Our farmers have generation of experience and knowledge behind them. This knowledge and experience has given them the ability to adapt to tough situations and make the most of out of a limited supply of resources. Adapting to a limited water supply means figuring out how to efficiently use and conserve water. Jeff Bortolussi, a Summeripe farmer, said “Water conservation is foremost in our minds. Water used to not be a thought for us, but now it’s a very serious situation”.
Our farmers are taking advantage of technology to help them conserve water and use what water they do have as efficiently as possible. They are using instruments like Irrometers Tensiometers to figure out what will be the most effective use of water. Irrometers Tensiometers directly measure the amount of water in any given amount of soil and the physical force that is actually holding water in the soil.
The situation that California is in is terrible without question but we are actually pretty lucky here in the Reedley area. We have a few important factors that are working for us, not against us. We are allowed to drill new wells to reach water tables in the ground. Some farmers on the West side of the Central Valley are not allowed to drill for new wells. We are also extremely fortunate here on the East side that the Kings River feeds our water tables with good quality water. Our water tables are also relatively shallow, meaning that it is a not as expensive for our farmers to drill wells and pump the water out. Good quality water at shallow levels is great because ground water is currently the only source of water for our farmers.
Our landscape is also another positive factor for our farmers. The flat landscape allows our farmers to choose the most efficient irrigation method. They will often choose to use a drip irrigation system or use a technique called “flood” irrigation. Flood irrigation not only provides the trees with water it also provides an opportunity for the water tables to be replenished with the excess water the trees did not need. Drip irrigation uses drip lines to provide their trees with the exact amount of water needed. Drip is great for conservation because the trees get exactly what they need, but you can never use surface water (which takes from the water table) and it doesn’t replenish it like flood does.
What can you do?
There are many ways you can help California conserve water, click on the following links for ideas:
Something as simple as water, a resource that we all consume has become one of the most complex issues facing the state of California. Water sustains life; for people, animals, plants, food, and even our businesses. What makes water so complex is that it plays a crucial part in the way we live, especially during the dry summers here in the Central Valley. We may not realize it, but everything from the clothes on our backs, to the price of electricity that runs our Air Conditioners in the summer heat, depends on our access to water. California is facing challenges because we are uncertain of how long our valuable water resources will sustain the demand and usage of the water that we all need. California has faced water issues before and we know that these problems are solvable. In order to solve the issues, we must first take a look and understand the problem in front of us.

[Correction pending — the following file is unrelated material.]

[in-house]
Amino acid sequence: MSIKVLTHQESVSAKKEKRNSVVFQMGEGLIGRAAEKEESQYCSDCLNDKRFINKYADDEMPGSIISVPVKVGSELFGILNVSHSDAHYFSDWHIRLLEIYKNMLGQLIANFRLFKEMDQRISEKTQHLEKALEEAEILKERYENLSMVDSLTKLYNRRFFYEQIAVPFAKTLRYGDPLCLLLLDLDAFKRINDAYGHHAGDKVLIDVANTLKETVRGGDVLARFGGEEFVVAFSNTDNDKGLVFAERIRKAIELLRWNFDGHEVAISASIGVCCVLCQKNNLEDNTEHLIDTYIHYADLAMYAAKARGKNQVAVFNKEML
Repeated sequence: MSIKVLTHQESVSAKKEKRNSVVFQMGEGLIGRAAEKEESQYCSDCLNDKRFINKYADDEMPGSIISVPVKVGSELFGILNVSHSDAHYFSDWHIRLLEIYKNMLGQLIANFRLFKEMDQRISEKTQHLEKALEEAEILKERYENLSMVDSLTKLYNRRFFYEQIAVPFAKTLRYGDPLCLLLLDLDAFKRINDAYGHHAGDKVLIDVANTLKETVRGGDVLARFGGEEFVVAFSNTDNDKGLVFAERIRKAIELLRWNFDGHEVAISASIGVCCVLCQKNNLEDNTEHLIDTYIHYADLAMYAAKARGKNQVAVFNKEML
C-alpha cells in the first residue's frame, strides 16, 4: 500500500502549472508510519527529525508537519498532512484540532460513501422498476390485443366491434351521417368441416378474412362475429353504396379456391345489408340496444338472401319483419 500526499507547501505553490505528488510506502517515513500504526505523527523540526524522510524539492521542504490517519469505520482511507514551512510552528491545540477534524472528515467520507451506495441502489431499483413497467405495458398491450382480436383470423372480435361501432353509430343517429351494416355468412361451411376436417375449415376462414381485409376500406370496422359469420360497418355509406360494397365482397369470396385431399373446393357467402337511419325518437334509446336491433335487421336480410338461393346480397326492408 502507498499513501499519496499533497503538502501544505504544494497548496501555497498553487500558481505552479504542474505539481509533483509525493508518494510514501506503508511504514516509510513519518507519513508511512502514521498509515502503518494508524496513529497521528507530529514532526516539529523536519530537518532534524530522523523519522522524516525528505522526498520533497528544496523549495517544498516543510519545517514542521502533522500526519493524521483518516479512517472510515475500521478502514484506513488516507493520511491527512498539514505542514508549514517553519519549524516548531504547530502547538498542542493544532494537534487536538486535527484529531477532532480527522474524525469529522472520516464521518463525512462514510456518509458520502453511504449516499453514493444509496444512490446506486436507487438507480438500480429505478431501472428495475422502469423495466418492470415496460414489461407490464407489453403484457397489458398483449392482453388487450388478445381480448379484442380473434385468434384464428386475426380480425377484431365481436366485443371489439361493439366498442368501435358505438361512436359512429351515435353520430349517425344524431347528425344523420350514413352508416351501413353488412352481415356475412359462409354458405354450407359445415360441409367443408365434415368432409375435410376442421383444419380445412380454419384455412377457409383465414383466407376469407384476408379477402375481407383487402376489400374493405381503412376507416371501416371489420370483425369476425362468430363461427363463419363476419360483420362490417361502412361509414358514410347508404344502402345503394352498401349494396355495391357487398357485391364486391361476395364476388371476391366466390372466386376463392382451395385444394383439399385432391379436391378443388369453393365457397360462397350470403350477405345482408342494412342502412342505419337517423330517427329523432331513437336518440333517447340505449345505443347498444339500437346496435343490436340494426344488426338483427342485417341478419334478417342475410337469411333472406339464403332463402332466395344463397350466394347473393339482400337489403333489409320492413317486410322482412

A “Drought” is a weather related phenomena that can be tricky to define. A drought does not have a set of easily identifiable and straightforward terms or features like wind speed for hurricanes and tornadoes. While drought is defined as a “prolonged period of abnormally low precipitation; a shortage of water resulting from this” The features and effects of a Drought vary throughout the world. For example, what is considered a drought in Bali (6 days without rain) would not be considered a drought in Libya (annual rainfall is less than 7 inches). Over the last three years, the state of California, and the Central Valley have fallen short on rainfall and snowpack. Our average annual rainfall for the Reedley area is 11.50 inches. The total rainfall for last November through March (our wettest time of the year) was only 6.31 inches. This puts is at 3 inches short of the average during those months. As of last week, the final snow survey revealed that we had 18% of average for May 1st. This snow runoff provides a third of the water for farmland and cities. On top of an extremely dry winter, 47.5% of all water caught in our reservoirs is sent through rivers and streams to the ocean to meet state and federal environmental requirements.
Some may blame climate change, some global warming, while others claim our dry spell is due to the “Ridiculously Resilient Ridge” (a massive zone of high pressure in the atmosphere off the West Coast that acts like a brick wall, blocking Pacific winter storms from hitting California then deflecting the storms to Alaska and British Columbia). But the truth is, we don’t know the exact reason why California has experienced such dry winters. Just like the exact cause of our water shortage, we cannot accurately predict what next year will bring us. We do know that something has to be done to prepare for dry spells. The storage we have now was designed to prepare for these dry spells, and carry California’s cities and farms through times of drought.